Textile Society of America


Date of this Version



Silk Roads, Other Roads: Proceedings of the 8th Biennial Symposium of the Textile Society of America, September 26-28, 2002, Northampton, Massachusetts


Copyright 2002 by the author.



The Hausa people of Northern Nigeria have long been known for their production of voluminous robes known as babban riga (Heathcote 1972; Kriger 1988; Lamb and Holmes 1980; Perani and Wolff 1999; Picton and Mack 1979), which are handembroidered in a range of embroidery stitches, materials (mainly cotton and silk), styles, and designs (e.g., fig.1). Until recently, the embroidery of these robes was primarily done by men (Heathcote 1972, 1979). However, women have taken up this work (fig. 2) in the past twenty years, as men have turned to machine embroidery and other occupations, though women generally sell their robes through male relations or dealers.

This paper considers the situation of Hausa women who hand-embroider in one of the major centers for hand-embroidery in Northern Nigeria, the old, walled section of the town of Zaria, known as Zaria City or Birnin Zazzau. Robes and kaftans, both handembroidered and machine-embroidered that are produced in Zaria City, are available in local shops and are marketed throughout Nigeria (fig. 3a-e). In other words, the production and marketing of these garments is big business and is the major occupation of many men and some women in Zaria City.

For these Zaria City women, hand-embroidery (dinkin hannu) is an important source of income and more accessible without a large cash outlay than other occupations open to them as one Zaria City woman explained:

Before I was selling soup ingredients but now I don’t have money to buy them. But hand-embroidery, you can do it for people [without needing capital] and get money. And especially for us women who stay at home, it is good for us (Interview: QA-3, Zaria City, July 2002).

This woman is referring to the practice of seclusion by married Muslim Hausa women (Callaway 1987; Schildkrout 1983), whose respectability (mutunci) rests on their staying at home during the day, while going out under cover of darkness—to visit and pay condolence calls as well as go to Islamic schools at night. Hand-embroidery of babban riga is a particularly suitable occupation for these women as they can work in their homes. However, as will be seen, this situation puts women at a disadvantage when it comes to marketing, particularly if they are producing robes on their own and not doing piece work for someone else. In such cases, they are at a double disadvantage. First, they are subject to the vagaries of the market, as one woman noted:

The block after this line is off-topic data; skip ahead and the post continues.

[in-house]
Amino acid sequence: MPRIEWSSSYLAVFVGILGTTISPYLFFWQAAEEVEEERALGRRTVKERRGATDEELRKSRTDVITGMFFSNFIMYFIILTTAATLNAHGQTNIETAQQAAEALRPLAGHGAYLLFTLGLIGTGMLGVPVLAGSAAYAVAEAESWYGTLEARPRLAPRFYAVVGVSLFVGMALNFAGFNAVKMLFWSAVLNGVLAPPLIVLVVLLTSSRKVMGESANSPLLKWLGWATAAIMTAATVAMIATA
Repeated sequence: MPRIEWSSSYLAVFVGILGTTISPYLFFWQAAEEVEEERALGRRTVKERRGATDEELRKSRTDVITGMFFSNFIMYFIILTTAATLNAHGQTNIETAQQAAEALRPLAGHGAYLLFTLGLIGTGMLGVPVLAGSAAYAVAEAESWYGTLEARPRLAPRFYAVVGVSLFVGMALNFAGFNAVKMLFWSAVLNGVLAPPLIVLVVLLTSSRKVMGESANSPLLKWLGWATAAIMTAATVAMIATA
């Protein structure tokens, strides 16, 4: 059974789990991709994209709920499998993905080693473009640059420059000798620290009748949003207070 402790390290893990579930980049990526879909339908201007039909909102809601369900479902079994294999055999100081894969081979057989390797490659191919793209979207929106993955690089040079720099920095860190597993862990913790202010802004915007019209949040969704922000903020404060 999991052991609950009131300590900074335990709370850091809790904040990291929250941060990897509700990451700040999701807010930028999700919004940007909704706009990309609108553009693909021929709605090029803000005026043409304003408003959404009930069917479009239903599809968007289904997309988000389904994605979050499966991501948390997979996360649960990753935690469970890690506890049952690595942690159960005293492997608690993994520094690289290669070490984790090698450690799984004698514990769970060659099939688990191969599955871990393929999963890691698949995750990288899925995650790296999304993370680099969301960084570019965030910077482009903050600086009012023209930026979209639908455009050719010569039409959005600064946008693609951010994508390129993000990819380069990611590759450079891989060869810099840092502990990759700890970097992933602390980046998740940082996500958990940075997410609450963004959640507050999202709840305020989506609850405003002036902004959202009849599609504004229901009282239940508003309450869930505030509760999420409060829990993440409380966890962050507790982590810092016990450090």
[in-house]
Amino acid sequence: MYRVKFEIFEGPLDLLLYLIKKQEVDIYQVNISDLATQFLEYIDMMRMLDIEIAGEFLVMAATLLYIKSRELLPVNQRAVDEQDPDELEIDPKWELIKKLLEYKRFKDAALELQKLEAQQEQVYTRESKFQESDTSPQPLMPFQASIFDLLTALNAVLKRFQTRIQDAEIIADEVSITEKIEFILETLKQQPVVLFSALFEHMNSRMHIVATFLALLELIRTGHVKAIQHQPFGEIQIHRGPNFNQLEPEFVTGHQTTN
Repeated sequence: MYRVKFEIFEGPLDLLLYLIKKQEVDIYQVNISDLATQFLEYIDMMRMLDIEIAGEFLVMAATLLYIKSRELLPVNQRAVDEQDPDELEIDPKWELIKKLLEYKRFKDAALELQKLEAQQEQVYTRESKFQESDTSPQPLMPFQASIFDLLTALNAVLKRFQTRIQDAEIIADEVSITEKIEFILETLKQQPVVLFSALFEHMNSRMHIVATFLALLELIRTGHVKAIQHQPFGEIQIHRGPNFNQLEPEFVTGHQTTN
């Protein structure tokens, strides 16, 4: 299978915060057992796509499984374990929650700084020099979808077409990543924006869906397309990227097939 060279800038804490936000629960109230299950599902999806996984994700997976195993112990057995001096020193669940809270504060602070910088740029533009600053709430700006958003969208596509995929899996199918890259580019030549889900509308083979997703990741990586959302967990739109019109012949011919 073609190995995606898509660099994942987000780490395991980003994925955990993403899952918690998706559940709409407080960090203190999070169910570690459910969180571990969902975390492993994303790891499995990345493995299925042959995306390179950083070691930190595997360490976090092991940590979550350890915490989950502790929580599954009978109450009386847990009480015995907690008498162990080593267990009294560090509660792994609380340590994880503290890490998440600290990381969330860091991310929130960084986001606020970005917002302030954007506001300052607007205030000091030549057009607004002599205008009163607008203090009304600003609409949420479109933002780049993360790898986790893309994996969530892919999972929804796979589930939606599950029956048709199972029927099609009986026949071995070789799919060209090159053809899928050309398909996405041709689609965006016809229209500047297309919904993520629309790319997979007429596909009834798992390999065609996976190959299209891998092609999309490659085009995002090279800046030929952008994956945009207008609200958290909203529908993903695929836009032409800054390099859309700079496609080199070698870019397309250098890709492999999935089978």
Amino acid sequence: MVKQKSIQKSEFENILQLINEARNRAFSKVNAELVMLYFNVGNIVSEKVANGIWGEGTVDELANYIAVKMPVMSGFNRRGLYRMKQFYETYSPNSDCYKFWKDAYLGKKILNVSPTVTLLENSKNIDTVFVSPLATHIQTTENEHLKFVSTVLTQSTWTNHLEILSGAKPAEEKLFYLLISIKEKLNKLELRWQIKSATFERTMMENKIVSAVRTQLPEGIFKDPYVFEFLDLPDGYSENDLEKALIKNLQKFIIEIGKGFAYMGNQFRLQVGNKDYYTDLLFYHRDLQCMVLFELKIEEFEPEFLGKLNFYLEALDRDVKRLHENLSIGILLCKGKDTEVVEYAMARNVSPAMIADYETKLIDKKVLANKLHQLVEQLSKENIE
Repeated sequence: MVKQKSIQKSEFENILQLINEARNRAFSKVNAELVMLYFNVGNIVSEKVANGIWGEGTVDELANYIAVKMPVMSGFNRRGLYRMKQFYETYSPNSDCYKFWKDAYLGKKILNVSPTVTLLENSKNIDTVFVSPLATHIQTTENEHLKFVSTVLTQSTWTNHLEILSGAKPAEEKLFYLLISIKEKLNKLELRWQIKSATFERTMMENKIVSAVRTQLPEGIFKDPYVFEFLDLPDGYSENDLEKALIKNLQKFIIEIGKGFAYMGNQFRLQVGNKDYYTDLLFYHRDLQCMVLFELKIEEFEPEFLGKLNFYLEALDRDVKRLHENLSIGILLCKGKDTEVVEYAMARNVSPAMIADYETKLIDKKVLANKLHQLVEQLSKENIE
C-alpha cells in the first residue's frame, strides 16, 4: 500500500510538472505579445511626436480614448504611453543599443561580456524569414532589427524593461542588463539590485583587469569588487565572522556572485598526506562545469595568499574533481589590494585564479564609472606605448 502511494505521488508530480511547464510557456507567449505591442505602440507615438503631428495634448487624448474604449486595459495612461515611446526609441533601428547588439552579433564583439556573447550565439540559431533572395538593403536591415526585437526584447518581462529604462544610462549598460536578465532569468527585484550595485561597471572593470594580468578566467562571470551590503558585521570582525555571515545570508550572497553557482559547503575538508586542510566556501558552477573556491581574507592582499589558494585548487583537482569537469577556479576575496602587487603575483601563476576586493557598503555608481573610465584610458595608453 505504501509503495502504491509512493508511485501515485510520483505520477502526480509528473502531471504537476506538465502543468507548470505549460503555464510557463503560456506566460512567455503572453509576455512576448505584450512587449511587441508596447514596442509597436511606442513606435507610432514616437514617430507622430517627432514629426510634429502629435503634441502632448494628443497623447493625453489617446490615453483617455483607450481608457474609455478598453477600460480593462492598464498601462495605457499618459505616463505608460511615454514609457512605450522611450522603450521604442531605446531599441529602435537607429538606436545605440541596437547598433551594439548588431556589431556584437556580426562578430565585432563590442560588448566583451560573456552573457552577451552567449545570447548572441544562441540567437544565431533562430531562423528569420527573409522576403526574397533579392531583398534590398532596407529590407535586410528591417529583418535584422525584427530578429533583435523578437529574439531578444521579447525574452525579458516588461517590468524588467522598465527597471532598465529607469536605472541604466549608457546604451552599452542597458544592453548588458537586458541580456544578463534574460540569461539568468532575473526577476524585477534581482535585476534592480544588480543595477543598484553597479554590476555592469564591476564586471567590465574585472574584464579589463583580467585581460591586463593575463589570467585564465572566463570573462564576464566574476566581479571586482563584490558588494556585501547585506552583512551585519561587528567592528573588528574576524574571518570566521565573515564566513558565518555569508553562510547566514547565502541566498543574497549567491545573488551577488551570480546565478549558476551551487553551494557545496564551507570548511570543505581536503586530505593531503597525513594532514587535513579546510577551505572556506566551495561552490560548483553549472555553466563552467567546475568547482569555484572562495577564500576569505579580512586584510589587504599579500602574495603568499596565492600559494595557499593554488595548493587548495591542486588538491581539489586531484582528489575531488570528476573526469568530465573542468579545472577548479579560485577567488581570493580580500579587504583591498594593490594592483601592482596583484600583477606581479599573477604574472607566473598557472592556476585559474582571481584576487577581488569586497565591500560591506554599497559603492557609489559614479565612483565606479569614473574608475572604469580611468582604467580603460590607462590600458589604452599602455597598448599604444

Before, if you take a babban riga to the tailor to sew it, before he is finished he will find someone to buy it…But now there is no such thing unless you are lucky and you have people like those who have titles [i.e., are rich], who will buy them from you, then you’ll get a profit (Interview: FEAP-RI-4, Zaria City, July 2002).

Second, they face the problem of the honesty of those who are selling robes for them. For example, one woman had to take a man to court to recover some of the money from a robe he had taken to sell for her. The issue of marketing will be discussed in a later section of this paper.

Despite these problems, hand-embroidery has become a principal occupation for Zaria City women, who have used capital provided by government programs to buy the necessary materials (imported cotton brocade, locally made cotton muslin backing, thread) and labor to produce babban riga robes. This paper examines two such government micro-credit programs, the Federal Economic Advancement Programme (FEAP) and the Nigerian Agricultural Co-op and Rural Development Bank Ltd. (NACRDB), and their consequences for women embroiderers as well as one nongovernmental program, Queen Amina Embroidery, started by the author to market handembroidered items for sale in the U.S. Before discussing these programs for the craftproduction as sources of income for these women—which also reflect some of the larger problems associated with artisan enterprises more generally—the specifics of these three programs are discussed in the following section.